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Clip: Meshell Ndegeocello/Oliver Lake improv quintet

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  • Carl Zimring
    As a fan of both Ndegeocello and Oliver Lake, I am looking forward to this CD. Meshell refuses to
    Message 1 of 1 , Jun 7 5:27 AM
      As a fan of both Ndegeocello and Oliver Lake, I am looking forward to this
      CD.

      <http://www.suntimes.com/output/music/cst-ftr-meshell07.html>

      Meshell refuses to be the belle of quintet

      June 7, 2005

      BY BRIAN ORLOFF

      Fans anticipating a concert by bassist and singer Meshell Ndegeocello
      Sunday night at the Park West got just that. Only, it wasn't in the form
      most were expecting.

      Ndegeocello, always a musical chameleon, came to town not to perform her
      solo material, as many expected -- especially since her name alone was on
      the ticket. Instead, she arrived as an ensemble member representing her
      latest project, the Spirit Music Jamia. The improvisational quintet offered
      concertgoers 75 minutes of sensual, groove-heavy music from its album
      "Dance of the Infidel," which already has been released in Europe but will
      not hit shelves here until June 21.

      "Sorry for the misunderstanding," Ndegeocello said, offering an apology of
      sorts -- and her only words to the crowd -- two songs into the concert.
      "But it's all music to feel good to. It's just music to be open to and give
      praise to."

      Despite the potential misrepresentation, which did not appear to be
      Ndegeocello's fault, patient and curious fans were rewarded with material
      that was constructed upon Ndegeocello's strong, frittered bass lines,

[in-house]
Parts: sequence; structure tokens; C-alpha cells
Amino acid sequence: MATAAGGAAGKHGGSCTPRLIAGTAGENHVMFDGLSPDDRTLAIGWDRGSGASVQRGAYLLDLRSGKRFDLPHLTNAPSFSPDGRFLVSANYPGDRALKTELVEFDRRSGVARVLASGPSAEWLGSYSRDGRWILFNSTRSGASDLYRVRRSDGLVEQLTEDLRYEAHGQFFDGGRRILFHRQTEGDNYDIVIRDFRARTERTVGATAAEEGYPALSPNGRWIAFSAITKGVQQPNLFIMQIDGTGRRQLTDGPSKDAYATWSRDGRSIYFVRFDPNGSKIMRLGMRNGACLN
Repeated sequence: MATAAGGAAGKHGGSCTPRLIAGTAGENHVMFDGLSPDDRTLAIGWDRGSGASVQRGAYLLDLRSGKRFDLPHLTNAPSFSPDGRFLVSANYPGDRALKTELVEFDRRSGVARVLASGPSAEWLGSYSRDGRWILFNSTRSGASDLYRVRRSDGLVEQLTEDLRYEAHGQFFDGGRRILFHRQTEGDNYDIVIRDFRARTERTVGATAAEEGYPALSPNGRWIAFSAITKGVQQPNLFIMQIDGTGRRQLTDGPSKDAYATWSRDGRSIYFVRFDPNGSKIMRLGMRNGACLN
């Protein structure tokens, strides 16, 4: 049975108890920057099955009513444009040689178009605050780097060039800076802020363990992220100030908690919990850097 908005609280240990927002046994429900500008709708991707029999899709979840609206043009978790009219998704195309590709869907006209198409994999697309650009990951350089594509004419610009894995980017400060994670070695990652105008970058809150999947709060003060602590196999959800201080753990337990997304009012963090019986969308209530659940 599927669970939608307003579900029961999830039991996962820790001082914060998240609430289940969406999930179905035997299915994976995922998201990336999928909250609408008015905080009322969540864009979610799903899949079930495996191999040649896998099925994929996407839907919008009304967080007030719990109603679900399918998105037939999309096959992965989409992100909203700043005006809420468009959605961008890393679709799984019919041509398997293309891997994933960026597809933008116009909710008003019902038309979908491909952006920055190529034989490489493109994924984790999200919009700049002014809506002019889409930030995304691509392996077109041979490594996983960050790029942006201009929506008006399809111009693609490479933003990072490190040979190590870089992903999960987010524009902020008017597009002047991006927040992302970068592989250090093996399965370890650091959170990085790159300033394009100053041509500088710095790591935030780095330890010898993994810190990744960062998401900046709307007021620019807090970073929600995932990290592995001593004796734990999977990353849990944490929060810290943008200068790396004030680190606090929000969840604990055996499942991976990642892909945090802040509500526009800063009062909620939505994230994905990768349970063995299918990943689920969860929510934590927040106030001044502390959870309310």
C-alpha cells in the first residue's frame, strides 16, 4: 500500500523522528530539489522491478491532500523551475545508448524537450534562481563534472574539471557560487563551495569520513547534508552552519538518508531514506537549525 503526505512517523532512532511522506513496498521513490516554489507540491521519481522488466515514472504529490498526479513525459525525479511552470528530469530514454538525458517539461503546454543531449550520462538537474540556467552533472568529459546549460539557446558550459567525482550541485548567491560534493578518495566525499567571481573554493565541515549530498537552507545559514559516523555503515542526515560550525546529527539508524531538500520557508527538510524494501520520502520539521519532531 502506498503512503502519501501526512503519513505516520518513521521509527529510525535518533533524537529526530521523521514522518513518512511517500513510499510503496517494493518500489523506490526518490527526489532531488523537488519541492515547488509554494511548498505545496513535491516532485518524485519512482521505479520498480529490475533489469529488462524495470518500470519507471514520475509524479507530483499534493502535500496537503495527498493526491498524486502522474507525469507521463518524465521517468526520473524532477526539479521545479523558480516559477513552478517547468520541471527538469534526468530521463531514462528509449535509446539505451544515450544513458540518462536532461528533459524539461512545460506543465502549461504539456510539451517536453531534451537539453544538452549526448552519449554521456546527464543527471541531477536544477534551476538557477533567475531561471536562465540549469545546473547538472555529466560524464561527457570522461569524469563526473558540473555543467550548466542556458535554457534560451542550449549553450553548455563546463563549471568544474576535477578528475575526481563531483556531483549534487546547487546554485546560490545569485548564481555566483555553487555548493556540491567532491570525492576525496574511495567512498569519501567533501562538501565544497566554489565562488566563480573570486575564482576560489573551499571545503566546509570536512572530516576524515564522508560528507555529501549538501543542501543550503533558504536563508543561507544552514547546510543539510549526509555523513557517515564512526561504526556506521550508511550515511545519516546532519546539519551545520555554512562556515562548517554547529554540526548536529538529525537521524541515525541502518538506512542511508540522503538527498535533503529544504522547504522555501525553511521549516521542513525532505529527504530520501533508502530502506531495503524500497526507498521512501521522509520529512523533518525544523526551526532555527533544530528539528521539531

textured samples of political speeches and soaring bursts of brass. The
      expert group, which featured saxophonists Oliver Lake and Ron Blake,
      keyboardist Michael Cain, DJ Jahi Sundance and drummer Quentin Baxter,
      locked into tight song structures, mining the shadowy, spectral tunes for
      all their emotional depth.

      Nevertheless, some crowd members -- and it was a full house -- grew
      impatient, pleading in between songs for Ndegeocello to sing. Not only did
      she not respond to the impassioned requests, the diminutive, bald-headed
      Ndegeocello appeared resistant to any kind of spotlight at all, preferring
      instead to blend in as an anonymous ensemble member. She retreated to the
      right corner of the stage, shrouded in the darkness. At times, she was
      literally steps from being offstage. This strident dismissal of attention
      actually had an opposite affect than intended: Ndegeocello only called more
      attention to herself.

      To fans familiar with her work, this bucking of convention is not
      especially out of character. Throughout her long and always creative
      career, Ndegeocello has invariably surprised listeners -- and her record
      company -- by recording radically different-sounding albums with each
      subsequent release.

      Still, her behavior, and the band's generally insouciant approach, felt
      off-putting and definitely lodged a further distance and disconnect from
      the crowd.

      On their own merits, the seven compositions performed (their titles were
      not announced, and there was no set list offered), ostensibly the entirety
      of the "Dance of the Infidel" record, were intoxicating if a bit
      homogenous. Trumpeter Oliver Lake's riveting solos erupted in squiggly,
      erratic bursts of noise that enlivened and enriched the band's sound, and
      drummer Baxter contributed a skittish, reggaelike beat that dovetailed with
      Ndegeocello's anchoring bass. It's just a shame that she seemed so opposed
      to really owning it.

      Brian Orloff is a Chicago free-lance writer.
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